'Eighty-five Years Feels Younger Than Ever'
By Nancy Peters - February 21 2008
In December 2007, Walt Dixon celebrated his 85th birthday surrounded by his closest friends. His party was given at a home of friends he counts as two of his five best friends. When he had his annual physical for his pilot's license renewal about three years ago, his doctor told him he was as healthy as any 25 year old.
'So I asked him why I can't still do all the same things I did at 25,' said Dixon with his trademark hearty laugh, 'and he told me there is just so much you can do to certain parts of your body. And don't I know it!' laughing so hard his bright and twinkling blue eyes were tearing up from the laughter.
This familiar figure around Hawthorne, visibly present at most events and meetings, is so much a fixture in town that City officials call him to see if he is feeling all right when he doesn't show up. Part of Walt Dixon's fondest memories of his upbringing include being friends with your neighbors and being a resident of Hawthorne for 84 of his 85 years, Dixon knows why the city adopted the motto 'City of Good Neighbors.'
His father Joe and mother Bertha moved to Inglewood when they married and had their only child Walt in 1922. The elder Mr Dixon was in the oil drilling business and the family followed the first oil wells to most communities in the area. In 1923, when the first oil well was drilled in what is known today as Lawndale, the Dixons moved from Inglewood to Hawthorne. They lived in different places over the next ten years, and when Walt was ready for Kindergarten and began to attend school, it was quite a few years before the family settled down for good. Between Kindergarten and 6th grade, Walt attended 13 different elementary schools.
Wiseburn Grammar School (known today as R H Dana Middle School) was where Walt was able to make friendships and the family moved to the house which Walt remembers best at 136th Street and Shoup Avenue. It was during the Great Depression and the Dixons were living under the same monetary constraints as most people in the country. But it was in 1933 that Joe Dixon and his wife and son were sitting around the table on a Friday that Walt recalls with clarity.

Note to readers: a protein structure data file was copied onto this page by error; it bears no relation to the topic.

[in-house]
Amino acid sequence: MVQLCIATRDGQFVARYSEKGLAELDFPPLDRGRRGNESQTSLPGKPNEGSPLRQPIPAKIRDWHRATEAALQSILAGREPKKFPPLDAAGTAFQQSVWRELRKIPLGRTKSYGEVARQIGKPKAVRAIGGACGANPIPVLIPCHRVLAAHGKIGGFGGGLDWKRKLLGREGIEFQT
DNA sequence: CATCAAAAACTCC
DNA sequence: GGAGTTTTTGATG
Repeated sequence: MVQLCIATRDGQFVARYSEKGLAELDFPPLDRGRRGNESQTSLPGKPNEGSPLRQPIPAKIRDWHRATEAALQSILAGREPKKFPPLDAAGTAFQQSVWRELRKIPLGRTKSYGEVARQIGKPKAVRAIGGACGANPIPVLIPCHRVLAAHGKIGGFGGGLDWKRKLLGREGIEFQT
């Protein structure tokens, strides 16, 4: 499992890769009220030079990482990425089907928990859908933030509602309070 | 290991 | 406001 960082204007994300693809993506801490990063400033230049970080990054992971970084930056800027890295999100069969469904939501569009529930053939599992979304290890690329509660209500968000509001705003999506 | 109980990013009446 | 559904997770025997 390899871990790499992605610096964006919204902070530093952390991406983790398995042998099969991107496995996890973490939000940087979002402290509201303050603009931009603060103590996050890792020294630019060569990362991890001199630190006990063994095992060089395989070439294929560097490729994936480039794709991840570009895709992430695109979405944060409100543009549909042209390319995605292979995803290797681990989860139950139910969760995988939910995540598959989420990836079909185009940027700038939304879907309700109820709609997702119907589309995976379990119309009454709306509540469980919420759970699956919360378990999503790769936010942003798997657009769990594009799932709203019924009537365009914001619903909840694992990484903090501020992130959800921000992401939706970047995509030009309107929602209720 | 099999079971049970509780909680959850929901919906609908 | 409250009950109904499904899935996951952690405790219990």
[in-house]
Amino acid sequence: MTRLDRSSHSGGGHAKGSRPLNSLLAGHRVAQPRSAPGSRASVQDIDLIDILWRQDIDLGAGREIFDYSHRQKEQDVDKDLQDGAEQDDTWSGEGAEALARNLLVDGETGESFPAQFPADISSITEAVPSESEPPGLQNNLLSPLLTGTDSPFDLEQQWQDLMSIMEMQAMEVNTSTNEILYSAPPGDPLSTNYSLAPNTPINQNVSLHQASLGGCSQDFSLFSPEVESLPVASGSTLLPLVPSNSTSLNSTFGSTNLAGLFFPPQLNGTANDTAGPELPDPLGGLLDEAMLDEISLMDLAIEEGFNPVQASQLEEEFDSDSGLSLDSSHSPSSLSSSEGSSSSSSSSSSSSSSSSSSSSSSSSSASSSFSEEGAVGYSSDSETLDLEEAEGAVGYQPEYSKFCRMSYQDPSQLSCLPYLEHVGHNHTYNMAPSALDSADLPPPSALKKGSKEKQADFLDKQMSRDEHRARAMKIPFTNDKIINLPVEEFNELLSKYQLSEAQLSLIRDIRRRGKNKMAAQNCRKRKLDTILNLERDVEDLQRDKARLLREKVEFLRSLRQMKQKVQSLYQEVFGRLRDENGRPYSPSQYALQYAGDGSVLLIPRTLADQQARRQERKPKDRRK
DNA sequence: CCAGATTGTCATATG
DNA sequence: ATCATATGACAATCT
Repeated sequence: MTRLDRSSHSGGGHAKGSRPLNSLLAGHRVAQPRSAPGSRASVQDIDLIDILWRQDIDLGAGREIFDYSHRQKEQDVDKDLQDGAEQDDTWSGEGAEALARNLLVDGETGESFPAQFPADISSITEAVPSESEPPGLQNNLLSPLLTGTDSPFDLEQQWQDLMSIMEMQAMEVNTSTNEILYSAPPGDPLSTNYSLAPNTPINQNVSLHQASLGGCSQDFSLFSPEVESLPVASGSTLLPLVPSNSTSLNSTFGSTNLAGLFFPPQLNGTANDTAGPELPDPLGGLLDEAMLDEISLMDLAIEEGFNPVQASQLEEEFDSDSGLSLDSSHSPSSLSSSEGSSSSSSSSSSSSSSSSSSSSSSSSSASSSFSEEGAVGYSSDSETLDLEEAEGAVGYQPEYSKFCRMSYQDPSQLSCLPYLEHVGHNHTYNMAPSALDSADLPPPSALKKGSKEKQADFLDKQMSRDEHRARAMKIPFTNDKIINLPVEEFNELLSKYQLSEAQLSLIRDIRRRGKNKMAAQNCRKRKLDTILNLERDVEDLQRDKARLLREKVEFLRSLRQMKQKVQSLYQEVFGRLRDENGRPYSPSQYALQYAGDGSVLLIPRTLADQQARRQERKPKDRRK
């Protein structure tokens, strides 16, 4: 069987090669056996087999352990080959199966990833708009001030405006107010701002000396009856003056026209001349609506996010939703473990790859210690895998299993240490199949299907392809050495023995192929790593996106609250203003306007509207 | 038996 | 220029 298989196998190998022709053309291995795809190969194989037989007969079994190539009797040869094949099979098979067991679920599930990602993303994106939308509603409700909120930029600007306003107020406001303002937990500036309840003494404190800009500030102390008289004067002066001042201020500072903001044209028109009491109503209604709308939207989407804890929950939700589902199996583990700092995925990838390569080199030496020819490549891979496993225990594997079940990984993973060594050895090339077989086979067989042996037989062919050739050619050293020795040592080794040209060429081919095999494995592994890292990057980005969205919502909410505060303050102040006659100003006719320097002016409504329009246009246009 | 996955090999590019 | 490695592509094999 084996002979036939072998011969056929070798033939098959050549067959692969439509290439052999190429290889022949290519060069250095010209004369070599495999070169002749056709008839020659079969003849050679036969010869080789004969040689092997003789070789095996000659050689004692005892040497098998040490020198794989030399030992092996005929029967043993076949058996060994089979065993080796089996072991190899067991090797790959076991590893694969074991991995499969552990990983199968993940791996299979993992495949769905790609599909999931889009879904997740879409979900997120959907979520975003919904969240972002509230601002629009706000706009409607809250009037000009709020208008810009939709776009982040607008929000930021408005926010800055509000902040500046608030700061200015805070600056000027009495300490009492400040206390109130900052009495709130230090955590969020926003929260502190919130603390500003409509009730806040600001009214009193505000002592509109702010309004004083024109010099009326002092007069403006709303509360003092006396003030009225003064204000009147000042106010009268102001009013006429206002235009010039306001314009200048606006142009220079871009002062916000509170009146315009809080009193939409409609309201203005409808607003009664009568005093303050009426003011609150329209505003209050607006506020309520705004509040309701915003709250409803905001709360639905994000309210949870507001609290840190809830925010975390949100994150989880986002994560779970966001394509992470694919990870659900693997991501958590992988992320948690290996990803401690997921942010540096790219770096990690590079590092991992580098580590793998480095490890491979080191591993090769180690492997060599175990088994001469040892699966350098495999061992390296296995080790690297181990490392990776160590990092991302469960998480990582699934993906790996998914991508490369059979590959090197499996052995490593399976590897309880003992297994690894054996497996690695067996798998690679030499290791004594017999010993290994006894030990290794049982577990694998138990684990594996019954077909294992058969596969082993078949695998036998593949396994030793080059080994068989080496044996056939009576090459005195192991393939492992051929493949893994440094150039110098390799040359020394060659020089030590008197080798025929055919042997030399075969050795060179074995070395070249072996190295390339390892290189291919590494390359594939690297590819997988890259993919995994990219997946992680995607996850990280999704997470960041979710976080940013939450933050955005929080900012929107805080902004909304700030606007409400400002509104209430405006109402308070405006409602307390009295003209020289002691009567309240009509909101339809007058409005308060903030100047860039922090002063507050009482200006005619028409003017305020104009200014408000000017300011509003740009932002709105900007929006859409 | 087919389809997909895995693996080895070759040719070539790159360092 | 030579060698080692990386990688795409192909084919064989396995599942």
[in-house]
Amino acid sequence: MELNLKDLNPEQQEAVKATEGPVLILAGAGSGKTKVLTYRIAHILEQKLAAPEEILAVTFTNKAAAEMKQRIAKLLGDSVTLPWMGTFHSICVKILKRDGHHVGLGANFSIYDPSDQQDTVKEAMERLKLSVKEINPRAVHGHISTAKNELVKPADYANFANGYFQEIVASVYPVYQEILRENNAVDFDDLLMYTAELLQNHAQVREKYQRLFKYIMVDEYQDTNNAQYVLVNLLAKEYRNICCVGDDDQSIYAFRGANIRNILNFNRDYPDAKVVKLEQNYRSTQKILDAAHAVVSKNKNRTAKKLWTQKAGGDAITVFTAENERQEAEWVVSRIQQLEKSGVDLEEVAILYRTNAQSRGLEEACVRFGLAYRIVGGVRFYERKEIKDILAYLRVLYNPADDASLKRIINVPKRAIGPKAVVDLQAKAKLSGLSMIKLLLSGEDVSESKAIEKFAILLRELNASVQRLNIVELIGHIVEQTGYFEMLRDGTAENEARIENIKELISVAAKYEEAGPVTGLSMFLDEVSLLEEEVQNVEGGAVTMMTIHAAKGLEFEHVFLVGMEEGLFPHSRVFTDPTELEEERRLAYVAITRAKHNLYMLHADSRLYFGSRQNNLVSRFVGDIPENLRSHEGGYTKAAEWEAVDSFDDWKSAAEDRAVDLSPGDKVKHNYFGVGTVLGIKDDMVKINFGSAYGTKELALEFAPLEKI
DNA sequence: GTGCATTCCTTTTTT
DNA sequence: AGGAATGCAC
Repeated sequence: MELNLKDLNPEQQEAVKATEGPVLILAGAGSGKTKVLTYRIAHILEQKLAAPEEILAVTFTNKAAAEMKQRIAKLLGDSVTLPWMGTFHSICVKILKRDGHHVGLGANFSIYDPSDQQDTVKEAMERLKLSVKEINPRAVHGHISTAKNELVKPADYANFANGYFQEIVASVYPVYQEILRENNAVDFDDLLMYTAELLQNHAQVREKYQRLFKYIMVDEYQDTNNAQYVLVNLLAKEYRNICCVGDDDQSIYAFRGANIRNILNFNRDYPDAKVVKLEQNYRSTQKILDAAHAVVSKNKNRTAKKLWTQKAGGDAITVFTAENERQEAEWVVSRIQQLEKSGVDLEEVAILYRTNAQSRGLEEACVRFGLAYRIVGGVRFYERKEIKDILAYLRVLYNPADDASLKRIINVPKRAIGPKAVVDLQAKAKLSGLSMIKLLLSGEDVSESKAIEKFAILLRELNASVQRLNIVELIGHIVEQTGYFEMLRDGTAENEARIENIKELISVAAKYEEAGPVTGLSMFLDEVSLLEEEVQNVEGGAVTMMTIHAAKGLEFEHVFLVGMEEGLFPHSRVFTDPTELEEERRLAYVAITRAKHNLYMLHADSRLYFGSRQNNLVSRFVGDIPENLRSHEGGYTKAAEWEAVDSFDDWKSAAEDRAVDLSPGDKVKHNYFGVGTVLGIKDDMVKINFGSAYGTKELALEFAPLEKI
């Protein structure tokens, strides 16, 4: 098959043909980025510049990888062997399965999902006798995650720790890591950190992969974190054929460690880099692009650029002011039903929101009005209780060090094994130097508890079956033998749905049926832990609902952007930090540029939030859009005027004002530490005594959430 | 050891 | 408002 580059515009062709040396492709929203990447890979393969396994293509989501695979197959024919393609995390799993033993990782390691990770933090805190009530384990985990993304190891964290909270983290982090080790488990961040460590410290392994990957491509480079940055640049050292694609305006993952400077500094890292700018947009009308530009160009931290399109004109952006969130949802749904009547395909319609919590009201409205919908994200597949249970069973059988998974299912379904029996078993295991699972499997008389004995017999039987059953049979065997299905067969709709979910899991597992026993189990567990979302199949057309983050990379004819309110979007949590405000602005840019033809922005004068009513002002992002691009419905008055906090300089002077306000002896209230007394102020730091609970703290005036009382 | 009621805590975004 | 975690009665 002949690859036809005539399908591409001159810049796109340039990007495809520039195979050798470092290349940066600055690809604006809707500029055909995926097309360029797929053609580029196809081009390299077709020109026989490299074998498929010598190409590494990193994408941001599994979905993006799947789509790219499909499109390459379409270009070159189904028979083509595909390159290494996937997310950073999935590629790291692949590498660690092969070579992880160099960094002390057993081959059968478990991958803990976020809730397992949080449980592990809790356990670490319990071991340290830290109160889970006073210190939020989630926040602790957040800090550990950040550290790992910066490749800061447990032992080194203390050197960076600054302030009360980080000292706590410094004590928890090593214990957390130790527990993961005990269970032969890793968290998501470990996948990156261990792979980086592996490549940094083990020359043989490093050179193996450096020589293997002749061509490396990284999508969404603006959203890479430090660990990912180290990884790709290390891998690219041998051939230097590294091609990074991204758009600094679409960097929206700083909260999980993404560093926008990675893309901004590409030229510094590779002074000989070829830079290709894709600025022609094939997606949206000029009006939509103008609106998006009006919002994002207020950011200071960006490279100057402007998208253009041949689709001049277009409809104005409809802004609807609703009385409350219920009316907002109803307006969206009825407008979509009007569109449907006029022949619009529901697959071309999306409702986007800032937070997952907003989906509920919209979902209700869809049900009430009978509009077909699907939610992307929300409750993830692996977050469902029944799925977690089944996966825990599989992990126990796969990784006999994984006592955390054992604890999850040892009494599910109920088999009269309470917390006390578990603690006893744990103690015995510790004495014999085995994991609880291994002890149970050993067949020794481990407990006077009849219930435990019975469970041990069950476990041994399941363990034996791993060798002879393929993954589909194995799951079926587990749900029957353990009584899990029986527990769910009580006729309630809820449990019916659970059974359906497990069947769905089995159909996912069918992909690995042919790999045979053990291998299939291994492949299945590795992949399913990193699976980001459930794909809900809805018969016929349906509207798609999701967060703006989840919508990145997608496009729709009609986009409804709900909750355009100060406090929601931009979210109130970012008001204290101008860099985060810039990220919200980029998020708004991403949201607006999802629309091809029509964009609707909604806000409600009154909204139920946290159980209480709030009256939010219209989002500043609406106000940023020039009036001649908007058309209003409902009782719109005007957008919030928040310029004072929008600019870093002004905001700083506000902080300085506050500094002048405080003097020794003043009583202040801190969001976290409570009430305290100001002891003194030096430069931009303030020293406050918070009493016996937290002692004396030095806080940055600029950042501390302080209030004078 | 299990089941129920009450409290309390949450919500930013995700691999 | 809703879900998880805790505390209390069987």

'It was our evening meal. We always ate our meals together and Mother was getting ready to clean up the table. That's when my father said, 'Let's take a little trip this weekend. Pack up the car with our tent and some clothes and see where the road takes us,' recalled Dixon. 'Well, three months and 10,000 miles later, we had driven to Texas to see some cousins; gone to New Orleans; visited North Carolina and the East Coast. Traveled up to D.C., saw the Smithsonian Institution, on to New York, Vermont, Niagra Falls and up through Canada, to Detroit and back home to California through a lot of other states.
'That trip was just great. The gas cost about thirty-five cents to fill the tank of my father's 1929 Model 'A' Ford. I learned to drive in that car when I was 9 years old! My mother kept a journal of that trip and I still have it at home. Some meals cost seventy-two cents. It didn't cost anything to pitch your tent in parks, or we stayed in these cabin camps that were $1.00 a night which was expensive back then. I had a great childhood,' Dixon continued.
'My parents took me everywhere with them. I went on gambling ships in Long Beach Harbor because they fed you for free on the ships and kids were allowed aboard, so it only cost fifteen cents for the three of us to take the water taxi to the ships and then have a free meal. We did that a lot. My mother was very resourceful.' and there was that characteristic laugh again.
His father took him for his first airplane ride when Walt was only three years old. Plus, his father's brother lived with the family and kept his glider plane in their back yard. He would take his nephew Walter to Kelly Field at the corner of Inglewood Avenue and Broadway Avenue to fly the glider along with his friends who flew stunt planes for the movies. Walt was hooked on airplanes from the beginning.
When Walter Dixon graduated from Leuzinger High School in 1941, he already knew what he wanted to do for his life's work. During high school, Walt had taken his bicycle to Gardena Valley Airport and worked for the pilots in exchange for flight hours so he could get a pilot's license. In June 1940, his first license to fly alone was granted and Walt tried to describe the feeling.
'Well, if you can think of the first time you did the most exciting and stimulating thing in your life,' winking his eye, 'now multiply it by about 100 and that is what it is like to fly your own plane. I loved it! I graduated from high school and started attending Compton College, but then I heard about the United States Navy beginning this new task of ferrying airplanes from Alameda Air Station to San Diego, so I joined the Navy in September 1941. Best thing I ever did too, ' remembered this patriot.